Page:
Opinion

Are downtown Federal Way projects doable? | Bob Roegner

The future of downtown Federal Way, and how to improve it, has been a topic of community interest for more than a decade. We have been teased with many drawings and concepts, but so far, not much action.

Remember the U-Village idea? Or more recently, the Twin Towers?

The most promising option on the horizon appears to be the performing arts and civic center (PACC) concept, which would include a hotel and restaurant or catering facilities. The state has chipped in with financial support, and the project keeps moving steadily ahead.

Recently, the Federal Way City Council reviewed a Request for Qualifications (RFQ) proposal by Mayor Skip Priest and his staff that would seek to establish a public-private partnership to construct the facility at the old Toys R Us site on 20th Avenue South.

The city is seeking a private sector partner, in this unusual time of economic uncertainty, because of the potential $25 million price tag. They anticipate receiving proposals by mid-June. Despite some early controversy, and the ongoing concern about operational costs, city leaders have continued to push the project forward as an important signature structure to revitalize the city center.

The city council seems generally supportive of the mayor’s RFQ proposal.

However, there are some reservations with the marketing approach that seems to use the proposed nearby Crystal Palace project as a lure to attract interest in developing the PACC.

The Crystal Palace concept, which was the brainchild of ARCADD Inc. from Boston, is an eye-catching structure that would incorporate mixed-use development in the city center.

ARCADD may have its own challenges. The developer was supposed to have $150,000 to the city by the end of January and didn’t meet that schedule.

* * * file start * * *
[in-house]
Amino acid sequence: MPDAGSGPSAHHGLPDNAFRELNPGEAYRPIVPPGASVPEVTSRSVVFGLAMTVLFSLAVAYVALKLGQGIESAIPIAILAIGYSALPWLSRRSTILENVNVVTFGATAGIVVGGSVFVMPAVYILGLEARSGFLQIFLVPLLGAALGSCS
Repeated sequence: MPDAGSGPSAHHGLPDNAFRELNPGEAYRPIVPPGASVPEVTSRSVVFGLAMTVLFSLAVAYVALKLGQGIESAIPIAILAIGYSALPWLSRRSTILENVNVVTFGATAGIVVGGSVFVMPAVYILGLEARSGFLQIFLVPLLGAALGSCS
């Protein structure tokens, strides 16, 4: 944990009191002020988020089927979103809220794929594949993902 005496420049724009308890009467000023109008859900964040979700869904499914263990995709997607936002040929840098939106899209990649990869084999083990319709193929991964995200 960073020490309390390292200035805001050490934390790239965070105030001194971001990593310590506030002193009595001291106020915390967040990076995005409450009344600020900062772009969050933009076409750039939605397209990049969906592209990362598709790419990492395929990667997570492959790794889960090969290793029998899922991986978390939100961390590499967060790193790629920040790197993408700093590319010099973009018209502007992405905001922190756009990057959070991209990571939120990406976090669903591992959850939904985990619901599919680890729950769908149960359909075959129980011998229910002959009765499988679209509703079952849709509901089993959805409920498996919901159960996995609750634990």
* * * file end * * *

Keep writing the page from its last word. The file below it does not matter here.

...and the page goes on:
In a $300 million project, that amount of money should be small change for a serious investor. ARCADD hasn’t disclosed who the financial backer is, causing more anxiety.

At the Mayor-Council Retreat in late January, the city’s economic development director reported that the money had not been received. The director was vague about expectations, although he was hoping for the money by Feb. 15. The uncertainty regarding ARCADD was underscored by the fact that the city staff had drawings of other possible uses for the property readily available.

The importance of these two projects to downtown and their potential “transformative” nature was a highlight of Mayor Skip Priest’s state of the city address in early March, where he appeared confident that ARCADD would secure the money.

The mayor and city council continue to support the PACC, but some council members are questioning whether the draft RFQ is misleading in its use of the Crystal Palace project as an enticement for future partners for the PACC.

The draft language regarding the Crystal Palace said “proponents are readying their proposal for presentation to the city council for acceptance, which will likely include prompt purchase of the site and subsequent commencement.” The package also included pictures of the Crystal Palace.

Since no money has been received, and two dates have been missed, some council members have been losing confidence in the project for some time.

At the council study session last week, council members Jim Ferrell and Dini Duclos questioned the accuracy of the language and requested it be revised, which Mayor Priest and staff agreed to, prior to the next council meeting.

How will the city market the public-private partnership opportunities to construct the PACC? With the Crystal Palace, which may not come to fruition? Or without, which may make the package less appealing?

The council seems concerned that any potential partner in the PACC is going to want clear and compelling evidence that the Crystal Palace project has the financial backing — something that isn’t apparent now.

And given a declining confidence in the Crystal Palace project by some council members, is the city administration being overly optimistic that the two projects can be built? Is intertwining the two projects creating a potential house of cards?

Most members of the community likely support both projects, want them to succeed and hope the city is on the right track. But more questions remain.

What happens if the Crystal Palace project falls through? How would that affect the PACC?

And what happens to the PACC if no viable partners step forward?

And then, what happens to downtown?

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